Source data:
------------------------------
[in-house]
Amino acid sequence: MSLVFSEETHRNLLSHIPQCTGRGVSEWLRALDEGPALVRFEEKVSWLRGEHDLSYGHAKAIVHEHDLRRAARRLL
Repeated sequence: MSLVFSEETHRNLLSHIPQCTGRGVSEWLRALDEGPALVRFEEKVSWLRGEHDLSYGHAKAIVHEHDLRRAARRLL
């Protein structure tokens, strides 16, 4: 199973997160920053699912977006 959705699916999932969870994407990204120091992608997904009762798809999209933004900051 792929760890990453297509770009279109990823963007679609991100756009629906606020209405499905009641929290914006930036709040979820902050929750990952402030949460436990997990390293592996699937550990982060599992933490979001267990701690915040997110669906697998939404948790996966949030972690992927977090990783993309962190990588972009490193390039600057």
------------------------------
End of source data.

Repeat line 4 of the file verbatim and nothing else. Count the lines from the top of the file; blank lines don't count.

């Protein structure tokens, strides 16, 4: 199973997160920053699912977006 959705699916999932969870994407990204120091992608997904009762798809999209933004900051 792929760890990453297509770009279109990823963007679609991100756009629906606020209405499905009641929290914006930036709040979820902050929750990952402030949460436990997990390293592996699937550990982060599992933490979001267990701690915040997110669906697998939404948790996966949030972690992927977090990783993309962190990588972009490193390039600057």